Erosion Of Patient Confidentiality Essay, Research Paper
The Erosion of Patient Confidentiality
The medical Profession recognizes that patients have a number of basic rights. These include but are not limited to the following: the right to reasonable response to his or her requests and need and needs for treatment within the hospital’s capacity. The right to considerate, respectful care focused on the patient’s individual needs. The right of the patient to make health care decisions, including the right to refuse treatment. The right to formulate advance directives. The right to be provided with information regarding treatment that enables the patient to make treatment decisions that reflect his or her wishes. The right to be provided upon admission to a health care facility with information about the health care provider’s policies regarding advance directives, patient rights, and patient complaints. The right to participate in ethical decision making that may arise in the course of treatment. The right to be notified of any medical research or educational projects that may affect the patient’s care. The right to privacy and confidentiality of information. The right of an authorized representative to exercise these rights behalf of the patient if the patient is unable to do so.
Confidentiality of information is an important basis for a good patient-physician relationship. The physician-patient relationship is confidential. The physicians duty to keep information private and confidential derives from ancient physician oaths, presently unchanged at their core, and from more recent legal recognition that an individual has the right to keep those things private which he desires to be kept private. Rules of the physician-patient confidentiality and other doctrines protect ones’ privacy.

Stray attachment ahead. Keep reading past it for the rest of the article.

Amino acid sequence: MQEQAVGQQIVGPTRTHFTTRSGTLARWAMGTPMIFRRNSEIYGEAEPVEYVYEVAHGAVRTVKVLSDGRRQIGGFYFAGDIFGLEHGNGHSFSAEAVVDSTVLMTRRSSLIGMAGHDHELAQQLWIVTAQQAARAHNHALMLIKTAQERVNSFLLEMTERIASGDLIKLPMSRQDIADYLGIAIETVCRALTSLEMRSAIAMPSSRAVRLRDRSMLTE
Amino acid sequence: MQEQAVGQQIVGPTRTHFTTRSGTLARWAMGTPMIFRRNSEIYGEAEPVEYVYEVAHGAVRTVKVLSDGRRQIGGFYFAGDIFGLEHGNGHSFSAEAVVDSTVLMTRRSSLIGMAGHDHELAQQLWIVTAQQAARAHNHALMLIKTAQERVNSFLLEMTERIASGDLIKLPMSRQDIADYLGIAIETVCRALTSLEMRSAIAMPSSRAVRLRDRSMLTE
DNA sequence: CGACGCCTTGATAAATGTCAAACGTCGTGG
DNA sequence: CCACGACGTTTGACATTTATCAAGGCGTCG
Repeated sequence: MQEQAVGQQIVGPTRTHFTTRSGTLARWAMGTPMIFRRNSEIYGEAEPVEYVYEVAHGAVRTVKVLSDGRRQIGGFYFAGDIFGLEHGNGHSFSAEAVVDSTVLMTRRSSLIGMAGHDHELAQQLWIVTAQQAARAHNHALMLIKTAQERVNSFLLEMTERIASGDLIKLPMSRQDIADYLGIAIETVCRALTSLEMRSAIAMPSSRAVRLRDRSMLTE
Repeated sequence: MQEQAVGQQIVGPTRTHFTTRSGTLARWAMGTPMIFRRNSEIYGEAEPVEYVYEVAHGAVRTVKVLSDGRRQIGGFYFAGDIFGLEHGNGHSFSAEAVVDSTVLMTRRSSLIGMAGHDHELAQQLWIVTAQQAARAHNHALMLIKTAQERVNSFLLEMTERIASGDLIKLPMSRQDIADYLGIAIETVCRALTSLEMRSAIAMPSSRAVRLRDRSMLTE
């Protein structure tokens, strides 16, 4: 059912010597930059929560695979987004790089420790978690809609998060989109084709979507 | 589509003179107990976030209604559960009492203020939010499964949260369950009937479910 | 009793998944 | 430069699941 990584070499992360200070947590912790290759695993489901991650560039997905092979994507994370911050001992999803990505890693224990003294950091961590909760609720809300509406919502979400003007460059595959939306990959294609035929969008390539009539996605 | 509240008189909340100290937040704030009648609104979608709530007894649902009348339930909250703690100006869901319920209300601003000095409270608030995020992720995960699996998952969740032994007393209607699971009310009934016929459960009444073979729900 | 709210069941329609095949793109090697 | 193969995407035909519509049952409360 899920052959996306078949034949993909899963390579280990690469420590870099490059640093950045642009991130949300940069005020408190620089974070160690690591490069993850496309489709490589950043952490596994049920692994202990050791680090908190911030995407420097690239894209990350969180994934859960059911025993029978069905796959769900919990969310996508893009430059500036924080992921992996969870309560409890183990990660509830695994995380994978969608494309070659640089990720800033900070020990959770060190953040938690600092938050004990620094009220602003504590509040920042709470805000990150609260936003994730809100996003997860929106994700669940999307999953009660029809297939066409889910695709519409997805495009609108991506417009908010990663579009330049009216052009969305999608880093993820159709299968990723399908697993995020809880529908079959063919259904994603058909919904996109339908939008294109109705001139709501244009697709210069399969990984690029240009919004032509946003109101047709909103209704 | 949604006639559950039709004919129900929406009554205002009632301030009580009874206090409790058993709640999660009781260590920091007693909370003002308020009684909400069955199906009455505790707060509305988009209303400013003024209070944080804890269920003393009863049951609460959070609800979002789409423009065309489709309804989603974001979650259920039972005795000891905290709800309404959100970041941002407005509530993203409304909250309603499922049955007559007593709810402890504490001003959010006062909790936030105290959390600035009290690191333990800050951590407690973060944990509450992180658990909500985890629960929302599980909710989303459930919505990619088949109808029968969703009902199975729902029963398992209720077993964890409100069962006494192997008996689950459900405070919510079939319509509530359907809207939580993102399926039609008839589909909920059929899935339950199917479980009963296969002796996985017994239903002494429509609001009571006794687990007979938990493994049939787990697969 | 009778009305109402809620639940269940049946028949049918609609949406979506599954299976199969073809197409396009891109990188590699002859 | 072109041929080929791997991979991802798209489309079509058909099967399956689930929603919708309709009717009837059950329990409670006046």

In the opinions of many in today’s society this right seems to be dwindling. Many patients are aware of the technological advances in data storage and retrieval. Many are also aware of the growing problem with cyber-crimes. The number of cyber-crimes in the last decade has increased at an alarming rate. There have been numerous types of attacks or misuses detected in the last 12 months. The threats that are most notable are but not limited to:
Viruses, insider abuse of net access, unauthorized access by insiders, system penetration by outsiders, theft of proprietary info, sabotage, and financial fraud.
From at least the 1970’s through the present, various groups such as the Privacy protection Study Commission, and the American Medical Association(AMA), have studied privacy protections in the electronic health records systems. They have also advocated various safeguards which are instructive to Clinical Data Management(CDM).
For example, the AMA requires “the utmost effort and care” to protect the confidentiality of computerized medical records. Among the AMA’s guidelines are requirements that both patient and physician be advised about every existence of computerized medical databases. In addition, the AMA requires that this information be communicated to the patient and physician before the physician releases the information to the database. Most importantly, the AMA characterizes fully disclosure to the patient of this information as necessary to obtaining the patient’s fully informed consent to treatment.
Many safeguards have been put in place to protect physician-patient confidentiality, but the truth is technology is growing almost exponentially, but security of private information has been neglected. If medicine is going to incorporate this new technology we must not overlook one of our basic rights, privacy and confidentiality of information. There is much work that needs to be done to protect this.